After hearing that he was convicted, Praljak swallowed poison, and died later that day.
The book itself is an extended stream of consciousness, presenting Praljak’s own perception of historical truth, trying to whitewash crimes that were committed and shift the focus away from facts established by the UN court – away from himself and the actions for which he was found responsible.
Praljak starts his book decades before the 1990s conflicts, offering his interpretation of World War II history, claiming that some members of the anti-fascist bloc – the USSR and communist Yugoslavia – were not actually anti-fascist. According to his definition, communism is just a subset of fascism.
In his condemnation of Yugoslavia and its leader-for-life Josip Broz Tito, Praljak offers scientifically-unproven figures on the amount of deaths that the Communist regime caused by killing fascist collaborators and civilians.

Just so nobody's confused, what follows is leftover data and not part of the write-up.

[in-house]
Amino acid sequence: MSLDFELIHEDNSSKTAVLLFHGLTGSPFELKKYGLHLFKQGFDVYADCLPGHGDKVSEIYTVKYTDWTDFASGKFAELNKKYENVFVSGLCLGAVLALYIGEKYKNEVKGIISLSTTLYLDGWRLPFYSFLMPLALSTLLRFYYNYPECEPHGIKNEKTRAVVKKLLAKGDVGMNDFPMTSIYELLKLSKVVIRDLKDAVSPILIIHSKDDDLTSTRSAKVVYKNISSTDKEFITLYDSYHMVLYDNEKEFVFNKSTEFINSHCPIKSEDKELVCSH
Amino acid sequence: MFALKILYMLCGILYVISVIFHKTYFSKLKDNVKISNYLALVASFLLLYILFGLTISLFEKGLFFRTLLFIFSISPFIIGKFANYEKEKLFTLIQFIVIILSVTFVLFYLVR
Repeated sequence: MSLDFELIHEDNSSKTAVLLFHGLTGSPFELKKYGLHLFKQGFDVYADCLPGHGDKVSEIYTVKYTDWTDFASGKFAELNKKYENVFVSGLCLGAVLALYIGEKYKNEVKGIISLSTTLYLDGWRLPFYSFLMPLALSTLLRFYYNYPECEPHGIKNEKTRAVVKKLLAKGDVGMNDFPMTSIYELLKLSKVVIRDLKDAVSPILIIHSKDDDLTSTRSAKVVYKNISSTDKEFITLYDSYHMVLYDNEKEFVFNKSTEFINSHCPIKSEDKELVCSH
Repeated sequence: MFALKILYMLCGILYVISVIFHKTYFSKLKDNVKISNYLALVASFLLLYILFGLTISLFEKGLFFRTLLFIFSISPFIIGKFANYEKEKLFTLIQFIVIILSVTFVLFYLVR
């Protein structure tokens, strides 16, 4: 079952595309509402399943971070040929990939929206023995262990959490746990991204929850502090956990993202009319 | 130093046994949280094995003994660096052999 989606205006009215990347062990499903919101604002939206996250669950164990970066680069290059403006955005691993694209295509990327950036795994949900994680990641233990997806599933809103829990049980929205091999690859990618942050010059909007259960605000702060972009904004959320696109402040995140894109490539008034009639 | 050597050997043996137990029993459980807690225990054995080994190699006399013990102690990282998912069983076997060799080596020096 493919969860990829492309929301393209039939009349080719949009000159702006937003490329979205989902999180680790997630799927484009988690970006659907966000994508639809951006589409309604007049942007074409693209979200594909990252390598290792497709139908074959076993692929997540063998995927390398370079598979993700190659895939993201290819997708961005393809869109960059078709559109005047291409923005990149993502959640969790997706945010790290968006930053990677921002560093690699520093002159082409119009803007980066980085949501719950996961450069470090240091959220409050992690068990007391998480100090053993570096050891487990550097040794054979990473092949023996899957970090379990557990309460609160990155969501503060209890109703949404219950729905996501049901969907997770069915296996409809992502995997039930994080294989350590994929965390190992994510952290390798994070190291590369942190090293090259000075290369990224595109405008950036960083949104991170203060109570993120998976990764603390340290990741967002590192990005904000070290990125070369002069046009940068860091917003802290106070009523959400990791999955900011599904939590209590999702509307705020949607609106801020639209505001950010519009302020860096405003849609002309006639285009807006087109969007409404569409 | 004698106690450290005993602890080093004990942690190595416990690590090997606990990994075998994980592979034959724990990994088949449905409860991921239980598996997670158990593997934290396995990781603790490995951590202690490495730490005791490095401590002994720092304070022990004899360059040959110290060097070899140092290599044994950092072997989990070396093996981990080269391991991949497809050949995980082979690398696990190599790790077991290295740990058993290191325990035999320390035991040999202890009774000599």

He also presents a list of Croats who were confirmed or alleged victims of the Yugoslav State Security Service, better known by its notorious acronym UDBA.
But what he does not mention is that his father, Mirko Praljak, was a distinguished member of the Department for People’s Protection, OZNA – which fought against renegade fascist forces in Partisan-controlled areas – and an UDBA official in the Bosnian town of Mostar.
Praljak goes on to write about the 1990s, giving his own take on the events that led to the dissolution of Yugoslavia. He focuses on the role of Yugoslavia, or more precisely Serbia and its leader Slobodan Milosevic, when he talks about who was responsible.
He also takes a stab at the international community as he criticises the UN Security Council’s Resolution 713 from September 1991, in which it expressed “deep concern” at the fighting in Yugoslavia and demanded a full embargo on arms.